Jake is now using a Rockin' Rabbit, upright wheel chair,
TUALATIN - Jake Dering is precious. He is cute. He is lovable. And he will turn 2 on Oct. 18. But most of all, Jake is rare.
Diagnosed shortly after birth with Oto-Palatal Digital Syndrome, a disease that has affected nearly every one of Jake's limbs - clubbed feet, webbed toes and fingers, dislocated joints and hips - Jake suffered from an underdeveloped trachea which landed him in the hospital several times because of potential respiratory failure. All of his symptoms are traits of the disease.
Jake's parents Steve and Chellie, of Tualatin, shake their heads remembering the doctor's diagnosis. OPD is rare. Very rare. In fact only 30 to 40 cases have been documented since 1966, when the disease was first reported. Most children with OPD don't live past five to six months and die from respiratory failure.
Doctors originally told the Derings that Jake would likely not live to be a year old.
'We've blown that out of the water,' Chellie said as she looked over at her son sitting upright on the floor. One year ago, the family celebrated Jake's miraculous milestone of his first birthday and his first pair of pants. Knee surgeries had kept his legs in casts and his mobility fairly limited.
Next week, Jake will turn 2, and the family is excited to show off Jake's newest trick - the crawl.
At 18 months Jake had had 30 hospital stays, recalls family friend Mary Lewis. Lewis fought back tears as she described just why Jake is such an inspiration.
'There were so many times when I held my breath,' Lewis said. 'But I'm not holding my breath any more. Thirty hospitalizations and he's still here.'
From surgeries to emergency room visits, almost every day was a struggle. Steve and Chellie acknowledge that their son has known a lot of pain in his short life.
But in May, Jake's central line was removed - a tube in his chest that had prevented him from such experiences as a normal bath or a swimming lesson. Chellie would bathe him on the kitchen counter with a sponge.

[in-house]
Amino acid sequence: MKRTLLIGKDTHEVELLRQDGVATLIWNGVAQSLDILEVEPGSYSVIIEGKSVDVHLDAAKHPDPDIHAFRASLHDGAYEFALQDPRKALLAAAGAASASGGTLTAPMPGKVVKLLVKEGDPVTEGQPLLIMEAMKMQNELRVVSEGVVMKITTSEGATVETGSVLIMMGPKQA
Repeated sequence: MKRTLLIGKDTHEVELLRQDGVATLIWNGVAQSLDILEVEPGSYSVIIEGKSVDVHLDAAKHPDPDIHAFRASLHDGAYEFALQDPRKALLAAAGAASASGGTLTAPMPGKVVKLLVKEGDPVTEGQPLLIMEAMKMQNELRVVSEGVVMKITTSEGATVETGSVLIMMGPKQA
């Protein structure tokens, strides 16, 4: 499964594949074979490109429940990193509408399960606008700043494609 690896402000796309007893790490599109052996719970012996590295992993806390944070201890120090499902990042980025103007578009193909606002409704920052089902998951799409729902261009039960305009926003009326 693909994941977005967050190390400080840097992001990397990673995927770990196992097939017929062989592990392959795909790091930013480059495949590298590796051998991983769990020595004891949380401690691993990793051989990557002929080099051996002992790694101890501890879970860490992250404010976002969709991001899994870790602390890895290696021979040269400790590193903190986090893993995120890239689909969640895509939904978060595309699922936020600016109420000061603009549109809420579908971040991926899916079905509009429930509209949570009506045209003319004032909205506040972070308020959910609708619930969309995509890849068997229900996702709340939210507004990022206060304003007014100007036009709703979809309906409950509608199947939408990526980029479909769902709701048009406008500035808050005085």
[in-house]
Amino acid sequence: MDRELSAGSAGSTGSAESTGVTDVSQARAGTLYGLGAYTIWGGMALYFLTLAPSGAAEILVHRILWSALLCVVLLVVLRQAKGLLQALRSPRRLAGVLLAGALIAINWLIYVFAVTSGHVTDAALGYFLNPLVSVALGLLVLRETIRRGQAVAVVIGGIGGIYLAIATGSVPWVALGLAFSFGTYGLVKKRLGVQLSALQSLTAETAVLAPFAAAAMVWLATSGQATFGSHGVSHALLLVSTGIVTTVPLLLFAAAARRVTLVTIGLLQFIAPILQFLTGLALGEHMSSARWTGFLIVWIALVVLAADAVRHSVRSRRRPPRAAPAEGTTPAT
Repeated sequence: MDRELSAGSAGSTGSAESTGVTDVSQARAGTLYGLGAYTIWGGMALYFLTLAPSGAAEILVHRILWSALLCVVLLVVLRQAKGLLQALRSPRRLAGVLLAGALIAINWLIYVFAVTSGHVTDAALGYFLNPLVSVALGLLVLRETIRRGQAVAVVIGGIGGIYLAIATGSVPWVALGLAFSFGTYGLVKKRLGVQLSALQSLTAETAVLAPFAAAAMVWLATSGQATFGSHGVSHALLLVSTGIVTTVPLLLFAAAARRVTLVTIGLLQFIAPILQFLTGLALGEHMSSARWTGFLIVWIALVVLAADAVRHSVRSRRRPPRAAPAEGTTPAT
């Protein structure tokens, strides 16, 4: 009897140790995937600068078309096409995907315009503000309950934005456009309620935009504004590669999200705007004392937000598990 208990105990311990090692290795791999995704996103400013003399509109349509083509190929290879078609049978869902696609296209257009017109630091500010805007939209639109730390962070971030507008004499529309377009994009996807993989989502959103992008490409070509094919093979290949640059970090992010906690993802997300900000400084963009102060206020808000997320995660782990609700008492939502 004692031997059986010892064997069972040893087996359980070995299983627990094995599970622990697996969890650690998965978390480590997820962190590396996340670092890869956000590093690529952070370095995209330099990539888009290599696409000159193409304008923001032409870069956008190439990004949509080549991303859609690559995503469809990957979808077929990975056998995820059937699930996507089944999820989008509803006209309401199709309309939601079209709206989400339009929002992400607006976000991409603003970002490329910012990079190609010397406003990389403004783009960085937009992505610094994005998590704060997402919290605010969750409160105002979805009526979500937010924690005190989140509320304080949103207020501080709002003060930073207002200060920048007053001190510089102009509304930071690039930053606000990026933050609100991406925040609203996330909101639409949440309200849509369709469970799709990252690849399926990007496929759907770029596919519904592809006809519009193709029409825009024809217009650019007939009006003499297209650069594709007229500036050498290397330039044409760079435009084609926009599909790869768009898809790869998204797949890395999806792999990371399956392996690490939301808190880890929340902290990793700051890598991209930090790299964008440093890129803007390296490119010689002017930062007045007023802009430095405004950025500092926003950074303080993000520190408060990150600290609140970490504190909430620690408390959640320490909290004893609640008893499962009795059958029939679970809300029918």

The removal of the central line marked several turning points. Since then, Jake has not returned to the hospital's emergency room. This summer his parents and sister, Sydney, concentrated on letting Jake be a little boy.
He swam in a pool for the first time, and his mother Chellie put to the back of her mind all of the surgeries and treatments Jake has still to undergo.
In November he will undergo surgery on his hands to correct the webbing of his ring and middle fingers. Doctors had discussed surgery to correct his hips, which are dislocated, but the final conclusion was not to perform surgery.
Doctors are also concerned that Jake may need additional surgeries on his knees.
Transitioning from a carefree summer back to a schedule of doctors' visits and appointments and calls with the insurance company wasn't easy, Chellie admitted.
Jake smiled and squirmed a little as he sat in his Rockin' Rabbit, a standing wheel chair device that allows Jake to move around the house and, for the first time, the grocery store.
Jake's physical limits have not seemed to have affected his cognitive development, Chellie and Steve said as they watched their son play on the living room floor.
'He instinctively knew how to move it,' Chellie said of Jake's ability to maneuver the Rockin' Rabbit, controlling direction and speed by turning the wheels.
But the Derings are still unsure of what the future holds. The family's Web site, www.jakesake.com, was created as a way to reach out and research the options for Jake.
'We thought maybe somebody might contact us with a similar case and advocate what to do with his treatment,' Chellie said. But aside from words of encouragement, the Derings have not received any contact from other families experiencing the OPD syndrome.
'I think it's because there's not anyone else out there,' Chellie added.
'It's astounding how rare he is,' Steve said of his son.
The family has planned a small party for to celebrate Jake's birthday. A Superman themed cake, invitations and decorations will surround the little boy whose determination and smile have affected everyone who has ever laid eyes on him.
'He doesn't even get how hard life is,' Lewis said, again fighting off tears. 'He beat the odds.'
And even as Jake continues to make progress in physical therapy, learning how to crawl and lift himself up into an upright position, Chellie knows Jake still has more to overcome to reach the ultimate goal of walking.
On the family's Web site, Chellie wrote, 'My fear is that there is no comparison to Jake's case… But the bottom line is we believe he will walk, and I know he does, too.'